4. An electric drill for boring holes in a workpiece material including an inclination sensor located on an inclination sensor mount plane which inclination sensor mount plane is defined as a plane parallel to the surface of the ground within said electric drill, wherein said inclination sensor senses an inclination and interrupts said drill drive current when a rotation axis of said electric drill is tilted at an angle greater than a predetermined angle from a boring direction obtained at the start of boring holes.
5. The electric drill according to claim 1, wherein said inclination sensor again conducts said electric drill drive current to said electric drill when the rotation axis of said electric drill is again returned within an angle less than a predetermined angle after the rotation axis of said electric drill is tilted at an angle greater than a predetermined angle from a boring direction obtained at the start of boring holes.
6. The electric drill according to claim 1, further including an inclination sensor mount plate within said electric drill, wherein said inclination sensor mount plate can be held parallel to the surface of the ground at the start of boring holes.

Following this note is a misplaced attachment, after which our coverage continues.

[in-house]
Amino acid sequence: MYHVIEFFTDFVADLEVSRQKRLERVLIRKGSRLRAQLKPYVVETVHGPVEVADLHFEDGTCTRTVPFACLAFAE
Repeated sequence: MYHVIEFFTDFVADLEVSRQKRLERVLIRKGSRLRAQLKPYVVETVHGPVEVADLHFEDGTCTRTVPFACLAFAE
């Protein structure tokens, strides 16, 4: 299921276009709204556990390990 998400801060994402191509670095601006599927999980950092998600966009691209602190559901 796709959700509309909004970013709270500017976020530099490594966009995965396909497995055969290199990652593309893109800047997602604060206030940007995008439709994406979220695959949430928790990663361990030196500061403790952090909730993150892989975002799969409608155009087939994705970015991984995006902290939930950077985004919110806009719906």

7. The electric drill according to claim 1, further including a workpiece surface gradient setting dial, wherein said inclination sensor mount plane can be held parallel to the surface of the ground by said workpiece surface gradient setting dial at the start of boring holes.
8. The electric drill according to claim 1, further including means for rotating and fixing said inclination sensor mount plane and said inclination sensor at the start of boring holes.